Ant-Man (2015)


Ant-Man (2015)


Peyton Reed


Paul Rudd

Michael Douglas

Evangeline Lily

Corey Stoll

Michael Peña


Armed with a super-suit with the astonishing ability to shrink in scale but increase in strength, cat burglar Scott Lang must embrace his inner hero and help his mentor, Dr. Hank Pym, plan and pull off a heist that will save the world.


Scott Lang, Paul Rudd, is a real life Robin Hood. He stole from a rich ISP and gave the money back to the consumers. He is the hero we deserve. Sadly, much like the real world, he was put in jail and is only now getting out. Optimistic that he’ll be able to find a new job fast, he’s shocked to learn that even as a really smart white man being an ex-convict closes a lot of doors, especially the Baskin Robins door. Broke and desperate to see his daughter he returns to a life of crime.

In perhaps one of the most realistic parts of the Marvel Cinematic Universe Dr. Hank Pym, Michael Douglas, is yet another white man with a galactic size ego. He picks Scott out to carry on the mantel of Ant-Man, though, conveniently leaves out the damage the suit has done to him that makes it so he’s unable to continue using it. He also is adamant that the Avengers not be contacted even though the world is in danger.

Alright, we’re like eleven movies into this re-watch and it’s clearly starting to get to me. I love the movies, I really do, but watching them back to back like this is really, really, highlighting their flaws. Namely, the fact that almost everyone is a freaking white man; they’ve got their little things that make them different from each other, but still… Also, most of the female characters are bad asses with a large portion of them having a tragic past.

Wasp, badass with a tragic past, mother died and her father was a dick.

Black Widow, badass with a tragic past, raised to be an assassin from a very young age.

Scarlett Witch, badass with a tragic past, though, personally badass is kind of a stretch her powers are impressive.

Maria Hill, badass.

Peggy Carter, resourceful, intelligent, badass.

Pepper Potts, rich secretary who is briefly a badass, past unknown.

Betty Ross, scientist, not a badass, father’s a dick, only in the universe one movie before never really brought up again.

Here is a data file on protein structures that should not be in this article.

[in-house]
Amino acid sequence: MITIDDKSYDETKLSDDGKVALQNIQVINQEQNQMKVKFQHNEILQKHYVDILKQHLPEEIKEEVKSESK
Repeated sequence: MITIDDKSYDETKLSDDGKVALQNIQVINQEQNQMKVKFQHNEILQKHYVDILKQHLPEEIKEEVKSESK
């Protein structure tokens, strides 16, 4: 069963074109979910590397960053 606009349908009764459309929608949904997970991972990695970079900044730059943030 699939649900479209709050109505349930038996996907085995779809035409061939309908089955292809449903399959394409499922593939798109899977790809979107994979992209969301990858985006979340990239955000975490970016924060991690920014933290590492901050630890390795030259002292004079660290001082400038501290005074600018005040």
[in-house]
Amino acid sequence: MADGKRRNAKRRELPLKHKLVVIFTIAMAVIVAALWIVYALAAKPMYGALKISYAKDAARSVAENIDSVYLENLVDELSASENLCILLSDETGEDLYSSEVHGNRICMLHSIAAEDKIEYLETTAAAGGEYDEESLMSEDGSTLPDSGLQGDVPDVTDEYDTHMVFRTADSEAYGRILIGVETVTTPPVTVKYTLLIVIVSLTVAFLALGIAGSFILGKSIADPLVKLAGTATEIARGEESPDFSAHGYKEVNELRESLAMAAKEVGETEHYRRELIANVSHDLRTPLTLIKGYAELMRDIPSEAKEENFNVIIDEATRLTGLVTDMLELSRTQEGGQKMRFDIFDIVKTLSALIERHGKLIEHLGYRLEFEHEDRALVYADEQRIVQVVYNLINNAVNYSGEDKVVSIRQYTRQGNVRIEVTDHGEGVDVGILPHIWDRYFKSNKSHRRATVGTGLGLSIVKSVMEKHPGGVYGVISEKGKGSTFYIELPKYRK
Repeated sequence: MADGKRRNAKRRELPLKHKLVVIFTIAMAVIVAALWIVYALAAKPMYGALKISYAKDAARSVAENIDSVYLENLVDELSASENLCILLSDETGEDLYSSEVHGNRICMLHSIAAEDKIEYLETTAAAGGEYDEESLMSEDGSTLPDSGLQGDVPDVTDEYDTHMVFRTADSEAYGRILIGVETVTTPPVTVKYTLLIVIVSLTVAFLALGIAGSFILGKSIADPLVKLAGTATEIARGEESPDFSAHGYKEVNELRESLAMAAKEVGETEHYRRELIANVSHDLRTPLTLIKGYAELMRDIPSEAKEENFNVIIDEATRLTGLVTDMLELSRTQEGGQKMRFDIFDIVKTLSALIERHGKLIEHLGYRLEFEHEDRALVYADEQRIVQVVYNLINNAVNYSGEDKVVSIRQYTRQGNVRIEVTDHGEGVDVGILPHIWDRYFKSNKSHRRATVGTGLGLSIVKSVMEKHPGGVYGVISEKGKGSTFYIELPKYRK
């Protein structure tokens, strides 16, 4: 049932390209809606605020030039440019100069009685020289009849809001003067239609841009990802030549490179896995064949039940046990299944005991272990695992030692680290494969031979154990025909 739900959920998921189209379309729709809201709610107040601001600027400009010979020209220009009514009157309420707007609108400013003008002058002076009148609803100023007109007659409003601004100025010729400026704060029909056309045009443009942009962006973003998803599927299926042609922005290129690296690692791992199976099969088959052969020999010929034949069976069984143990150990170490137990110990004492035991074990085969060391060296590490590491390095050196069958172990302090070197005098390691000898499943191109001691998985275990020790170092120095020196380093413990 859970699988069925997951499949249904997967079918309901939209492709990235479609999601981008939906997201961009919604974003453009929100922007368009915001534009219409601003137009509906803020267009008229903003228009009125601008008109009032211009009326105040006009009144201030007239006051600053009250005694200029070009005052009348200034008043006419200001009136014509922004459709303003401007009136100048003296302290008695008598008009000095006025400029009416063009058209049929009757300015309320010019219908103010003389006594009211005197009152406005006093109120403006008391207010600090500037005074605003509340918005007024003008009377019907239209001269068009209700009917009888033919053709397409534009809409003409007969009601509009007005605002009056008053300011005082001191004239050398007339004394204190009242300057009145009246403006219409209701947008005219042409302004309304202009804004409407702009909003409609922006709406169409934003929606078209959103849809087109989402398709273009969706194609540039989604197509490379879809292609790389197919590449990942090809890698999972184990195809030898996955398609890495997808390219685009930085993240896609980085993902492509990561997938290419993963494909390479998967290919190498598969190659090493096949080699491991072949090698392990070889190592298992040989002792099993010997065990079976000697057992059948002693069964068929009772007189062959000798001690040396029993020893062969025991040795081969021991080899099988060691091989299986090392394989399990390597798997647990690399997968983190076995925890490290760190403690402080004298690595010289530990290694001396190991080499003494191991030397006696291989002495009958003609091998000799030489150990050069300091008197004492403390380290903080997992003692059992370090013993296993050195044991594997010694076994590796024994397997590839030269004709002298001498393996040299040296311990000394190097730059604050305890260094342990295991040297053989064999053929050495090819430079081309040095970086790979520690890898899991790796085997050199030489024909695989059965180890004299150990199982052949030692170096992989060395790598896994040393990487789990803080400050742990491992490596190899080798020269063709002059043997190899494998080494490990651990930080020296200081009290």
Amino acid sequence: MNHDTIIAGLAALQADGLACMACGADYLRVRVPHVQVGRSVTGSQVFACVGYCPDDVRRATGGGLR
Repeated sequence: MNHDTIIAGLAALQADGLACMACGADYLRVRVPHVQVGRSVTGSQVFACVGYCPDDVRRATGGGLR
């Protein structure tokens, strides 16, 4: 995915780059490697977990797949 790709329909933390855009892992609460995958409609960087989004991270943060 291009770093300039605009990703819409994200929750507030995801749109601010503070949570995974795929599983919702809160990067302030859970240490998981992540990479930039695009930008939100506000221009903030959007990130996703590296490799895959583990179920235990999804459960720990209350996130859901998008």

Jane Foster, science badass, but mainly science. Backstory unknown and disappears after two movies.

Lady Sif, badass, past unknown, disappears after two movies is in a couple episodes of SHIELD.

Gamora, badass with a tragic backstory.

Nebula, badass with a tragic backstory.

Valkyrie, badass with a tragic backstory.

It’s not until we get to Black Panther that we get a character that’s a bit more with Shuri and she’s been in two movies so far, so hopefully she’s not disappeared. Also, I could be forgetting someone and I didn’t include Captain Marvel because she’s got her own movie, and I don’t consider her backstory tragic, it’s a pretty normal backstory for a woman of her age.

It’s just…it’s really obvious and it really shows how much the series has changed, but I hope it continues to grow. I want more. They’re superhero movies so every main character or supporting character is going to be some level of badass, for the most part, but I want some diversity in their backgrounds. I’d like them to not just be forgotten or never mentioned again. I love the universe, I hope it continues to do better, and be like the heroes they’re telling stories about.

Here is my original review of Ant-Man, after further consideration I think I’ll actually bump it up rating wise. Ant-Man is a good character, but the movie is fun because of Michael Peña.




  1. I just watched Ant Man and Ant Man and the Wasp in preparation for the new Avengers movie. These two I’d missed for some reason. I thought they were adorable. I laughed throughout both movies.

    I do get your point about no diversity in all of these movies up until The Black Panther. Do you think in trying to remain true to the comic books they were afraid of casting outside the proverbial box? I’m not sure how that thought process works in casting for movies but unfortunately the comic book world is not a very diverse one unless it’s written specifically that way. I liked your post it made me think!

    Liked by 1 person

      1. Definitely! Think about it! Wasn’t Wonder Woman the first female driven super hero movie? Two years later we have Captain Marvel. The same will happen with other communities that haven’t been represented to the extent they should. Baby steps soon turn into running feet. We can only hope anyway.

        Liked by 1 person

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